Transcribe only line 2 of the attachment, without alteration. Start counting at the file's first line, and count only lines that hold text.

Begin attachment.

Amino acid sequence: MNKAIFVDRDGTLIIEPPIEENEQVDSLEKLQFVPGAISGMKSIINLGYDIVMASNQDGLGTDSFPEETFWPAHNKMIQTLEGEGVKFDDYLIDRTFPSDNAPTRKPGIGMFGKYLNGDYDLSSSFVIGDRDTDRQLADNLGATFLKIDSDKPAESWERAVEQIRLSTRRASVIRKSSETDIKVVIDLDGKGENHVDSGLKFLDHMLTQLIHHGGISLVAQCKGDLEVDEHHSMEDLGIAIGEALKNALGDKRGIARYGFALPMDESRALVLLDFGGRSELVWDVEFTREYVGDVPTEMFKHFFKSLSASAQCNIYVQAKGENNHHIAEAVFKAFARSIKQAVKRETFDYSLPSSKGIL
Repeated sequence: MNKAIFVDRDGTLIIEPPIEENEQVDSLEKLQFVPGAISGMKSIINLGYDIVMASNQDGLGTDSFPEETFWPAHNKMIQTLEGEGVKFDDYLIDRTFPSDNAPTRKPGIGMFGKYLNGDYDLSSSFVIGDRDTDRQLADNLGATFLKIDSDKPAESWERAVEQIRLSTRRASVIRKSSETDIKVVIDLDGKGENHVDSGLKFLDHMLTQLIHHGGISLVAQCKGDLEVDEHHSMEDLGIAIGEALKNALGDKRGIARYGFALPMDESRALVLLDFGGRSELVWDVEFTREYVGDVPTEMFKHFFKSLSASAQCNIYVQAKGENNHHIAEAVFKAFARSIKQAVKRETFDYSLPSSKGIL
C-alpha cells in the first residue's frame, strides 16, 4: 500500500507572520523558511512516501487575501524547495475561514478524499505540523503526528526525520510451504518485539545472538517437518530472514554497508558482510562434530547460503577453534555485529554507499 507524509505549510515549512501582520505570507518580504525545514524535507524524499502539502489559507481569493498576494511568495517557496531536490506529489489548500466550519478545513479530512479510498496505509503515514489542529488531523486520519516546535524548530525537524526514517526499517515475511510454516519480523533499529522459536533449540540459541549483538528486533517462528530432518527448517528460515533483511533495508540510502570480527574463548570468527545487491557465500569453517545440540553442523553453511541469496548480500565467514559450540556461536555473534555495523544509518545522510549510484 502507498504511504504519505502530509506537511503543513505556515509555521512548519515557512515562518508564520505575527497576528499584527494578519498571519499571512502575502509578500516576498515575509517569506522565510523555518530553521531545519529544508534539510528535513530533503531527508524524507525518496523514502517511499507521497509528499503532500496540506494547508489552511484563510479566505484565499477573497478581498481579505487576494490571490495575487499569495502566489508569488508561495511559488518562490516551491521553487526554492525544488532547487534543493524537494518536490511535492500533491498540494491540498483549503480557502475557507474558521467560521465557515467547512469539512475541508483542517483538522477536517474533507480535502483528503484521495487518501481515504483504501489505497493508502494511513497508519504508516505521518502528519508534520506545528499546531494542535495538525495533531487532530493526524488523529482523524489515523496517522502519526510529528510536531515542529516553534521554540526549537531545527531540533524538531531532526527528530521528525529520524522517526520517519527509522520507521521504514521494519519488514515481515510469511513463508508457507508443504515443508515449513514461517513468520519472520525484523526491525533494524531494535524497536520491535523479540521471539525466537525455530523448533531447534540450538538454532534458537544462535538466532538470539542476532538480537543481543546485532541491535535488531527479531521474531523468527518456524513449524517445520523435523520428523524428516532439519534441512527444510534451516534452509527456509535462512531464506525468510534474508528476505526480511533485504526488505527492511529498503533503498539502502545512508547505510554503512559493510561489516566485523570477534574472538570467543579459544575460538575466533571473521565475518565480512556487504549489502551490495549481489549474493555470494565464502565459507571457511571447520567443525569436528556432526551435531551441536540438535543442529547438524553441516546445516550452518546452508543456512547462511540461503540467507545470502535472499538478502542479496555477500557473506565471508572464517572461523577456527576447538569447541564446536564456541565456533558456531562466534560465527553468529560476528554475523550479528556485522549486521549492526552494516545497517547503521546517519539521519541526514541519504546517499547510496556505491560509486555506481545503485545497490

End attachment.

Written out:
Repeated sequence: MNKAIFVDRDGTLIIEPPIEENEQVDSLEKLQFVPGAISGMKSIINLGYDIVMASNQDGLGTDSFPEETFWPAHNKMIQTLEGEGVKFDDYLIDRTFPSDNAPTRKPGIGMFGKYLNGDYDLSSSFVIGDRDTDRQLADNLGATFLKIDSDKPAESWERAVEQIRLSTRRASVIRKSSETDIKVVIDLDGKGENHVDSGLKFLDHMLTQLIHHGGISLVAQCKGDLEVDEHHSMEDLGIAIGEALKNALGDKRGIARYGFALPMDESRALVLLDFGGRSELVWDVEFTREYVGDVPTEMFKHFFKSLSASAQCNIYVQAKGENNHHIAEAVFKAFARSIKQAVKRETFDYSLPSSKGIL